When it comes to the production of green-house gases, most people believe the worst culprits are the cars and trucks clogging the nation's highways. They're wrong. Between construction and maintenance, buildings produce the greatest portion of the dangerous emissions contributing to global climate change—up to 48 percent, according to studies by the U.S. Environmental Protection Agency.

In a survey released in September by the American Institute of Architects (AIA), only 7 percent of respondents accurately identified residential and commercial buildings as the primary cause of emissions. According to the survey, which polled a nationally representative sample of 1,000 registered voters, 40 percent of the respondents believed that cars and trucks were the greatest producers of greenhouse gases, which include carbon dioxide, methane, nitrous oxide, and ozone. Nearly 20 percent felt that power plants were the worst offenders, while 15 percent named natural causes. Another 18 percent either didn't know what caused most emissions or thought they came from a source not listed in the survey.

“The media has focused on transportation as a cause of noxious emissions,” says Paul Mendelsohn, the AIA's vice president of government and community relations. “With a car, however, after five or 10 years you can trade it in for something more efficient. We're trying to instill the concept that you can either design an energy-efficient building in the beginning or there are some simple things you can do once a building is constructed to make it more energy-efficient.”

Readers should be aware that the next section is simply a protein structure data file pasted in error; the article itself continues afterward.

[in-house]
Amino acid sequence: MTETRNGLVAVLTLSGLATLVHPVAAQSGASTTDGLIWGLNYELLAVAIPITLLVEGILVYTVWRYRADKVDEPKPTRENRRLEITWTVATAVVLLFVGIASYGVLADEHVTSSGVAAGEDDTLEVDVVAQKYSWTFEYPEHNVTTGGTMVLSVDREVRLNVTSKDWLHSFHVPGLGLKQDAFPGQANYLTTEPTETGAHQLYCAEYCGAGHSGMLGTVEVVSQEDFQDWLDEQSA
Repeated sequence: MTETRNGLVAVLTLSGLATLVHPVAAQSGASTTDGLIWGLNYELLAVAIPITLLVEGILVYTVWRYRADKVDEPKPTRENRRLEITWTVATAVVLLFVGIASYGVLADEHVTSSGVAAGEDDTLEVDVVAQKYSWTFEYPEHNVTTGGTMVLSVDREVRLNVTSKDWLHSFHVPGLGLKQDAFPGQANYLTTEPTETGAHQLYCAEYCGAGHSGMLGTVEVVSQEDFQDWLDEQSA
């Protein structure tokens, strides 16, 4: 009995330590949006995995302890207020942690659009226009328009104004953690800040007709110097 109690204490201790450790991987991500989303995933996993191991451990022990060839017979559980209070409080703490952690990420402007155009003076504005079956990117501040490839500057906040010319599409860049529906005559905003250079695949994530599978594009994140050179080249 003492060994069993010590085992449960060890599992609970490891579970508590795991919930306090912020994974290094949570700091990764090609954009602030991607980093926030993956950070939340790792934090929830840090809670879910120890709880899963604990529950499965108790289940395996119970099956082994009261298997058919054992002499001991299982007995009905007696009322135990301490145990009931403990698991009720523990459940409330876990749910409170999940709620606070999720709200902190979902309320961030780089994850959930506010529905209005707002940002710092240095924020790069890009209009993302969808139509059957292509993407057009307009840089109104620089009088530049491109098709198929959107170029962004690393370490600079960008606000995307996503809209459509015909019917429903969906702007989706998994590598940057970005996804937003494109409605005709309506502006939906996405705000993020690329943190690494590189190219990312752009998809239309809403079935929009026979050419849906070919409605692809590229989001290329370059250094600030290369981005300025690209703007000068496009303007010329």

Despite their misconceptions about the link between buildings and global warming, American consumers ironically want more energy efficiency in their homes. The same AIA poll indicated that 91 percent of the respondents would be willing to pay an additional $5,000 for a more energy-efficient house. Along the same lines, the AIA's Home Design Trend Survey for the second quarter of 2007 reflected a growing desire among homeowners for green products, including geothermal heating and cooling systems, tankless water heaters, and flooring made from easily renewable materials, such as bamboo and cork.

The AIA, for its part, will continue to impress upon its members, Congress, and the general public that energy efficiency is achievable whether in new construction or in existing buildings. “One of the things I've learned about architects is that many of them chose this profession because they wanted to make the world a better place,” Mendelsohn says. “We've seen a lot of success when architects go beyond the typical built environment and think holistically.”